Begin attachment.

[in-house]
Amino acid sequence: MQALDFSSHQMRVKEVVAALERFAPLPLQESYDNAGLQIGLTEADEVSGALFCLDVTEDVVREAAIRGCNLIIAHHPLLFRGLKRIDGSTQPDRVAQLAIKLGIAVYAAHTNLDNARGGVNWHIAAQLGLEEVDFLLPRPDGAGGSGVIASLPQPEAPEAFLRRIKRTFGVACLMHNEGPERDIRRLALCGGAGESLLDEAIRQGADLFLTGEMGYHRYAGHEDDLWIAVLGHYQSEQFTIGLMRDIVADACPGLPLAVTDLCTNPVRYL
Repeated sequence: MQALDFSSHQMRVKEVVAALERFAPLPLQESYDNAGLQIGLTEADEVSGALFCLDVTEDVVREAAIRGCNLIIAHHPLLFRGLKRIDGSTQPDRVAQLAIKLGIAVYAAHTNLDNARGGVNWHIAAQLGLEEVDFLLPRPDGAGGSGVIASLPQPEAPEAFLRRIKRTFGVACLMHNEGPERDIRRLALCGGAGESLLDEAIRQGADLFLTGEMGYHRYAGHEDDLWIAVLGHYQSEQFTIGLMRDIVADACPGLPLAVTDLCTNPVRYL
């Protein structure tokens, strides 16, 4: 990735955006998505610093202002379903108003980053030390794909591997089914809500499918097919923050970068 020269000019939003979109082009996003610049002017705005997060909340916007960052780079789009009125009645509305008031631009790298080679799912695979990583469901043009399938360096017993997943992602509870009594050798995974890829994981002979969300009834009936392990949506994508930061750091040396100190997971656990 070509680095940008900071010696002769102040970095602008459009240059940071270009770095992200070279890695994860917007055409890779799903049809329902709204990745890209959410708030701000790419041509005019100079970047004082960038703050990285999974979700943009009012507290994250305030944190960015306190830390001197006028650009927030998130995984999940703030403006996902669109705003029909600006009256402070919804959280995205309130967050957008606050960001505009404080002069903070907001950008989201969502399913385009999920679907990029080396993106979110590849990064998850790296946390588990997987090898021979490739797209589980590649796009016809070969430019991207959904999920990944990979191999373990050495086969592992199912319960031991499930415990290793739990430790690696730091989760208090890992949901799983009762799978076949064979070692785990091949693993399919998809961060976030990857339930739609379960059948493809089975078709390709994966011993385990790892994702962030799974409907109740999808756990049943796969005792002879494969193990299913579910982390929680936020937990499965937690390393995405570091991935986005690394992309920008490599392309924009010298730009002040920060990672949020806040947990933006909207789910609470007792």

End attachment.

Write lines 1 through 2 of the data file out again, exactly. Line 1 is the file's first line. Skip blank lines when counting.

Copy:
[in-house]
Amino acid sequence: MQALDFSSHQMRVKEVVAALERFAPLPLQESYDNAGLQIGLTEADEVSGALFCLDVTEDVVREAAIRGCNLIIAHHPLLFRGLKRIDGSTQPDRVAQLAIKLGIAVYAAHTNLDNARGGVNWHIAAQLGLEEVDFLLPRPDGAGGSGVIASLPQPEAPEAFLRRIKRTFGVACLMHNEGPERDIRRLALCGGAGESLLDEAIRQGADLFLTGEMGYHRYAGHEDDLWIAVLGHYQSEQFTIGLMRDIVADACPGLPLAVTDLCTNPVRYL